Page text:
Where did you grow up and how would you describe yourself as a child?
I grew up in Israel, also known as the Startup Nation. It’s one of the most innovative places in the world, and where I think I got my “never give up” mentality. Growing up among people who are really collaborative and open to building on ideas together is what made me who I am today.
As a kid, I was never afraid to take on a challenge, and was always encouraged by my parents. My family jokes that ever since I was a toddler they knew that I’d be a leader – I was always the one at family events who was planning activities for all the cousins, and making sure that everyone was included.
Can you share the details on your career path and what were the critical moments that got you to where you are today?
I had to start by serving on the Intelligence team (known as 8200) in the Israeli Defense Force (IDF). Being a member of the IDF is something that defines life in Israel. At 18 and a half years old, I managed a team of 20 people. Not many have the opportunity to get that experience at such a young age. It was really formative for me.
My work at Shufersal, Israel’s largest supermarket chain, was the defining moment where I fell in love with retail. It gave me exposure to many different areas of the retail industry – I started as a checkout operator, worked my way up to become a deputy store manager in less than six months, and eventually stepped into a corporate role. Doing all these roles helped me learn very quickly what makes retail tick, and the opportunity to move into the head office to an operations and technology role really set me on the path that I’m still on today.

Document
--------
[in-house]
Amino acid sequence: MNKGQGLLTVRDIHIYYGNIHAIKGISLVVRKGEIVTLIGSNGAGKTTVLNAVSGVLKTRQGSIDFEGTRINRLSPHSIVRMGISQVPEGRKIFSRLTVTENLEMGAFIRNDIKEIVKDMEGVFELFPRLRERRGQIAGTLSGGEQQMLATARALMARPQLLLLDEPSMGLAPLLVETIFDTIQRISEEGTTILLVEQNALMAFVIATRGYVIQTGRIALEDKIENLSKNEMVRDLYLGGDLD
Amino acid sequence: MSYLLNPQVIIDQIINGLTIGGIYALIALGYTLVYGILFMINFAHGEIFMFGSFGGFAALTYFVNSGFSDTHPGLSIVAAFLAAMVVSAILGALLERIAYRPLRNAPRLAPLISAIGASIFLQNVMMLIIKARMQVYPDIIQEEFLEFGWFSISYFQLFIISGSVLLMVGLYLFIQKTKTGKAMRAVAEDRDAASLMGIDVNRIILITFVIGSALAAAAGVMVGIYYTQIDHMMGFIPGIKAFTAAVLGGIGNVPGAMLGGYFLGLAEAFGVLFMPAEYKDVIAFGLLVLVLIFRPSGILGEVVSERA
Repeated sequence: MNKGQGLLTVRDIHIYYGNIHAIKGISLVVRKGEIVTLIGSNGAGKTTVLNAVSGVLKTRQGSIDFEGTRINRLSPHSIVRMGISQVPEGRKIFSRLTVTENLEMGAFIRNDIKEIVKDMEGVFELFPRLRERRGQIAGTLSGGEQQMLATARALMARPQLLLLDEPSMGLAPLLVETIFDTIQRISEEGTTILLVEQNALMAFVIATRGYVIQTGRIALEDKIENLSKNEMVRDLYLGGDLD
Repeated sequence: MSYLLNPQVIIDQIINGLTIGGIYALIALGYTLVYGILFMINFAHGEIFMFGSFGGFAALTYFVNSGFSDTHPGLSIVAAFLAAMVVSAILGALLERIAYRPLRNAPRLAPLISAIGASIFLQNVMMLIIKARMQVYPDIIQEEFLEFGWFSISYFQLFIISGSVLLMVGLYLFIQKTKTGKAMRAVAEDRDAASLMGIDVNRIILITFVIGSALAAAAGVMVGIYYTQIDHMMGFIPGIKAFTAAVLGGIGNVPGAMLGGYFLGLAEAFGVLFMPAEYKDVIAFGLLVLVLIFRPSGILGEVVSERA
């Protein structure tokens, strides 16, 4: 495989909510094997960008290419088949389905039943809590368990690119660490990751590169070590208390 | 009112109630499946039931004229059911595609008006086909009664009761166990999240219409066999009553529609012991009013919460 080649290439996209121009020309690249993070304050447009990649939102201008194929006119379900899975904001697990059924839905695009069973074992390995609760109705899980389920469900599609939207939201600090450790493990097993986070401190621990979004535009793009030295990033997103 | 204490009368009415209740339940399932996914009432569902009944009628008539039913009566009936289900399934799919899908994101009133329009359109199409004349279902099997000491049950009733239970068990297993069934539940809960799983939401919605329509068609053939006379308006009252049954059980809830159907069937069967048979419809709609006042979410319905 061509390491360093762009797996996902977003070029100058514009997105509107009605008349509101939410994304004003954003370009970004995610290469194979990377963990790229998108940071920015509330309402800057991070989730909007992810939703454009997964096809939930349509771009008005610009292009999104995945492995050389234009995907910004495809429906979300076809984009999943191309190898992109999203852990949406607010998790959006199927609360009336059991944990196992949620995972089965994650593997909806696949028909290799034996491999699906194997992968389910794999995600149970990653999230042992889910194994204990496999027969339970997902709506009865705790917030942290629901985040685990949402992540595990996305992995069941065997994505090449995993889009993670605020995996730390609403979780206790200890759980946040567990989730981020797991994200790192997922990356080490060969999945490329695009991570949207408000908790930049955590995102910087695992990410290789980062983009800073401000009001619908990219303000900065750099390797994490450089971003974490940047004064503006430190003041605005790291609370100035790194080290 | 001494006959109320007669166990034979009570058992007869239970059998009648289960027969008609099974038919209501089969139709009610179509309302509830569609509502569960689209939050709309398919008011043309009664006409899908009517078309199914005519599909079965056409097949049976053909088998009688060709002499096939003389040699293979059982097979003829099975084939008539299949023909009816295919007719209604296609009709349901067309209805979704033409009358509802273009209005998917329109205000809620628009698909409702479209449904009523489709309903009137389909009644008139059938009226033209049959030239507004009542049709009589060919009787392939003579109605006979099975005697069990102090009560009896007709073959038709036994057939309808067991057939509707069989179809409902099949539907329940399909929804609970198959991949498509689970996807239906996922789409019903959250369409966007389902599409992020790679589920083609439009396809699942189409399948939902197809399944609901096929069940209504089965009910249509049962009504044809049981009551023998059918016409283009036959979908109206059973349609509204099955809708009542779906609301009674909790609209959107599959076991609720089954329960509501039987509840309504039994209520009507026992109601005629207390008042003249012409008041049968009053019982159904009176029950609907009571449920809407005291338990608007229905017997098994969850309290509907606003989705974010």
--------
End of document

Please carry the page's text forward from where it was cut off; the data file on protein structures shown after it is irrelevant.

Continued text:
Fast forward to a few years later, I became the CIO of Tiv Taam Group, one of the most innovative retailers in Israel, which at the time was experiencing aggressive growth. That role was the entry point into a brand new phase of my career, because it led me into a new opportunity with Woolworths Australia. When I went to Woolworths, it was the first of three times in my career where I jumped to a different kind of role at a new company. I had a senior development manager title, and to be honest some of my friends couldn’t believe I was choosing to move from C-level to a manager. But I am always grateful that I had the opportunity and I was open to try this new role, in a new company and country. I spent a decade of my career at Woolworths, guiding the company through its store and online retail development, becoming a leader and expert in the company’s digital tools, and managing large teams of 150 to 300 people. Every day was a learning moment.
There have been a couple of other moves like that one, ultimately landing me where I am today at Mirakl. Mirakl has huge potential: I’m very passionate about what the company offers and what it delivers. It’s been a great way to build on my experience and my career background, and most importantly for me, I’m learning new things each day. That is what makes my role even more exciting.
What is your current role and responsibilities?
I’m the executive vice president of customer success at Mirakl, which offers best-in-class software for companies launching third-party online marketplaces. One of the most important things that Mirakl brings to our customers, in addition to our software, is an unparalleled level of expertise on marketplaces. And our customer success team is a huge part of that.